Friday, May 26, 2017

Memorial Day 2017

This Memorial Day message marks the eleventh consecutive one – the beginning of the second decade’s worth, I suppose. As important as I might like to think the Free State Foundation’s regular fare of work may be on any given day – and I don’t want to minimize its importance – I am never under any illusions about this: It is far, far more important that our citizens share a common appreciation of the true meaning of Memorial Day than of, say, the ins and outs of “net neutrality.”

The true meaning of Memorial Day is simple to declare – to honor those men and women in our armed services who paid the ultimate price defending our country and protecting our freedom. There are only so many ways to express this simple injunction. But Lincoln’s words, delivered at Gettysburg on hallowed ground, if not on the first Consecration (Memorial) Day, are difficult to improve upon as a remembrance of the fallen:

"It is rather for us to be here dedicated to the great task remaining before us – that from these honored dead we take increased devotion to that cause for which they gave the last full measure of devotion – that we here highly resolve that these dead shall not have died in vain – that this nation, under God, shall have a new birth of freedom, and that government of the people, by the people, for the people, shall not perish from the earth.”

This much we should “highly resolve” each Memorial Day.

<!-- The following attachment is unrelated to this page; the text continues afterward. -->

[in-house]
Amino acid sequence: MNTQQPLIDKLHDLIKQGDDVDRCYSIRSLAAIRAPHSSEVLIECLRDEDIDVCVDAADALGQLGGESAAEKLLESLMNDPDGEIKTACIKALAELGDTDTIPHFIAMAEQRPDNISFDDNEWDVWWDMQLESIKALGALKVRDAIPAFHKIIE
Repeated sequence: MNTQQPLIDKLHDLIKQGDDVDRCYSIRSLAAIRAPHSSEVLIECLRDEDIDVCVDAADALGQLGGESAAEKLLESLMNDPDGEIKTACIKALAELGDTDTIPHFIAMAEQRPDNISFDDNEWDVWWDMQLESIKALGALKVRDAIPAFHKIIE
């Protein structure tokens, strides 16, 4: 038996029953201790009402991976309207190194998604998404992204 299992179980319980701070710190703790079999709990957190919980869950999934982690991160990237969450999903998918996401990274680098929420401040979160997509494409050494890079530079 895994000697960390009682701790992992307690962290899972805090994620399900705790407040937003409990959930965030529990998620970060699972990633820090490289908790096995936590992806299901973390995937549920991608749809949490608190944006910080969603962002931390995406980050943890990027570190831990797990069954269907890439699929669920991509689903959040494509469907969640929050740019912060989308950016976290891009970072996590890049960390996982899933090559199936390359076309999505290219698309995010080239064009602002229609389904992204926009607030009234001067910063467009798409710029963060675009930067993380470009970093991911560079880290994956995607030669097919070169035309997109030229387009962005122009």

In my Memorial Day 2009 message, I recounted an early morning stroll on the beach in Ocean City, New Jersey, on Memorial Day 2008. I was startled when Lee Greenwood's "God Bless the U.S.A." began blaring over a loudspeaker. And then I saw our flag rising on a boardwalk pole.

All the early morning “board-walkers and “beach-walkers,” stroller-pushers, bicyclists, and vendors came to an abrupt halt as they became aware of the flag-raising. Some put their hands over their hearts. Other simply stood still. Old men who once had been soldiers and young boys who one day would be. Grandmothers, mothers, mothers-to-be, and daughters.

As the flag unfurled and Lee Greenwood’s voice was carried by the summer morning breeze, nobody moved.

In fact, no one moved until "God Bless the U.S.A." ended.

I understand that the flag-raising in Ocean City that Memorial Day was not unique. Indeed, the scene was being reenacted all over America. Nevertheless, Lee Greenwood's anthem, also known as "Proud to Be an American," was especially poignant that morning when the boardwalk stood still.

You can listen to the song here, but this is part of the refrain:

"And I'm proud to be an American
Where at least I know I'm free
And I won't forget the men who died
Who gave that right to me…"

As we enjoy our beach outings or backyard barbeques – or maybe both! – this Memorial Day weekend, let’s be sure to pause to remember all those brave men and women who, as Lincoln put it, “gave the last full measure of devotion” to preserve the freedom we enjoy. And to remember and be grateful to those who are risking their lives to protect us even as we celebrate.

There will be time enough to debate the differences that divide us come Tuesday. Now is the time to focus on what, without doubt, should unite us – reverence and respect for those who paid the ultimate price so that we can still live in a land “Where at least I know I’m free.”

Very best wishes for a safe, happy, and meaningful Memorial Day!

PS – My past Memorial Day messages are here: 2016, 2015, 2014, 2013, 2012, 2011, 2010, 2009, 2008, 2007

PPS – Please remember also the victims of the horrific, evil terrorist attack in Manchester and their relatives. This Memorial Day Weekend, and always, if you “see something, say something.”